This summer has been quite eventful. The plan was to spend three weeks in London, but known for his spontaneity, the hubby decided to whisk us away to Dubai. The UAE certainly knows how to pamper it’s visitors and the city does not fall short of any amount of indulgence.
One can get carried away by the execution of mammoth concepts in Dubai which often leave you in wide-eyed wonder. You name it; skiing in this furnace land, seductive fountain dances reaching heights to make a skyscraper blush, Aquariums showcased with couturier flair – and that’s only the beginning of it all.
The city aims to impress and even those who resist its charms (often holding the simple view of it being a man-made paradise) eventually cave in to its beckoning ways. At first blush, all seems glammed up here, but delve deeper and you will see that this Emirate is the love child of futurism and the Nomadic Middle East.
To get a feel of the old world Dubai, head to the Creek and catch the Ubra, a squeaky wooden boat headed for the gold and spice souks. I imagined that this would be a ‘made for tourists’ market where we are fooled in to thinking that this is indicative of local living. I was so wrong. This was the real deal where hardcore spice merchants conduct wholesale and retail activity. Sacks after sacks of dried confetti like flower petals to be used in teas, deserts and rice; bags of dried lemons, berries, turmeric, ginger and garlic with aromas unrecognizable to me and chartreuse complexioned pistachios later to be crumbled over a desert or crusted on some meat.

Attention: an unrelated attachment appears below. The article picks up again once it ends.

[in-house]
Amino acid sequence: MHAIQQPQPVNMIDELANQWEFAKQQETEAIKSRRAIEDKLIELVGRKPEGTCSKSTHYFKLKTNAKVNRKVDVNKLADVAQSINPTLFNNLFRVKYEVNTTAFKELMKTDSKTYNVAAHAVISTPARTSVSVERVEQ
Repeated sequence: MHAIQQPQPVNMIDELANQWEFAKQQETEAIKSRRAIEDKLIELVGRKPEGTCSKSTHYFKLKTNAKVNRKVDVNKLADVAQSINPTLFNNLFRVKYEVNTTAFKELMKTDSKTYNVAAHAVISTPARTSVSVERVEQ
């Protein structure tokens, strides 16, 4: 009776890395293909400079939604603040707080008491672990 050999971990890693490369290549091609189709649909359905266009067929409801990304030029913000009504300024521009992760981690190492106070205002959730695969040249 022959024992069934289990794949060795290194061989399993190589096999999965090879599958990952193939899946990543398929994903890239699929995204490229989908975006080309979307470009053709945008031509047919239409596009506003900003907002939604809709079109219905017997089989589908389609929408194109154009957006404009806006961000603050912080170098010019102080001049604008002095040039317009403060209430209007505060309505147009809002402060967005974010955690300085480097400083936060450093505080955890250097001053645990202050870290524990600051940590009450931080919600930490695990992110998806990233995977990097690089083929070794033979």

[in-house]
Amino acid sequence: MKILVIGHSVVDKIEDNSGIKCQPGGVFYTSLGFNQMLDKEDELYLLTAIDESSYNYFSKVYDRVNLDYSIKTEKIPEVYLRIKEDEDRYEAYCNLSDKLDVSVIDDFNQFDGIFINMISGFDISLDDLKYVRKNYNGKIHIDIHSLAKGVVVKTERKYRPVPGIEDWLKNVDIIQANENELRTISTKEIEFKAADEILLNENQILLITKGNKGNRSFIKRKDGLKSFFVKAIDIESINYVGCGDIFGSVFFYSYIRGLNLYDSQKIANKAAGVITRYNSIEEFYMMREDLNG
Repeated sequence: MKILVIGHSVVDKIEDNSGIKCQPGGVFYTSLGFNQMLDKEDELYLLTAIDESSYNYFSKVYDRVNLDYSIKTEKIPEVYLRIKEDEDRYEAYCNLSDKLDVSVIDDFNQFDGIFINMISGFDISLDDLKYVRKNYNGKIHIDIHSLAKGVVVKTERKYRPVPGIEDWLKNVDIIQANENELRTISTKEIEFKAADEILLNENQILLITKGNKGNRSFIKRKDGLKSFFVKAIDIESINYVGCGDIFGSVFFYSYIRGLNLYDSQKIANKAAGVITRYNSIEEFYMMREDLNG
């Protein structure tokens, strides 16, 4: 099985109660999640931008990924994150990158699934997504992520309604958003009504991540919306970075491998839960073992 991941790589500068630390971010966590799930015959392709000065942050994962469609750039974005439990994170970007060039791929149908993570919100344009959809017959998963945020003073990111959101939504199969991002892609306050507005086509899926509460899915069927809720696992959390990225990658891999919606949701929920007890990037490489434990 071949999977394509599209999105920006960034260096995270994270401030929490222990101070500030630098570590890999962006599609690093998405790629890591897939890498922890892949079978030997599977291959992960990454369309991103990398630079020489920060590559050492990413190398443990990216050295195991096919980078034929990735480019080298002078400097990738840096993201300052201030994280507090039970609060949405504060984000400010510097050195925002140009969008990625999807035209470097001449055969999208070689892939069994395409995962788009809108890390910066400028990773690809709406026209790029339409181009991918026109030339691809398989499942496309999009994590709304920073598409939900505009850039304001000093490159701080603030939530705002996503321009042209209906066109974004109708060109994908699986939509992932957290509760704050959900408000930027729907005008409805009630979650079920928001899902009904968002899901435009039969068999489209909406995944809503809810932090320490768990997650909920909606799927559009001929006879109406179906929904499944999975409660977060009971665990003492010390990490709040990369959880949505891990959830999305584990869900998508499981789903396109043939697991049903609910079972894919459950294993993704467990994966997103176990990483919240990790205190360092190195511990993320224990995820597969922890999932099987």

It would be a crime to go there and not sample and purchase with a sense of abundance. Now, back in New York, thanks to my visit to the Spice Souk, my pantry is filled with all kinds of spices and nuts. One of the dishes I thoroughly enjoyed on my trip was a pilaf with pine nuts and vermicelli and was served as a side to most entrees. This dish is judged more than anything else on the plate. It must be moist but not mushy – just single grains of rice that fluff up as you run a fork through the pot. The pilaf is buttery, toasty and aromatic and can quite easily be eaten as a standalone dish.
2 tbsp. butter
1 large yellow onion, thinly sliced
½ tsp. cumin powder
2 cups basmati rice
¼ cup pine nuts
½ cup broken vermicelli
¼ cup raisins
2 tbps. Flat leaf parsley
1) Wash and soak the rice in water for 20 minutes
2) Warm half the butter in a pan until it turns light brown. Cook the onions on medium heat until they turn caramelized and browned. Add the vermicelli noodles to the pan and toast until they turn golden
3) Strain the rice and add to the noodles, coating in the butter noodle mixture
4) Add the water and salt, bring to a boil, cover and reduce to a simmer and cook until all the water has been absorbed . Fluff with a fork
5) Saute the nuts in a separate pan with the remaining butter until it is toasted combine with the pilaf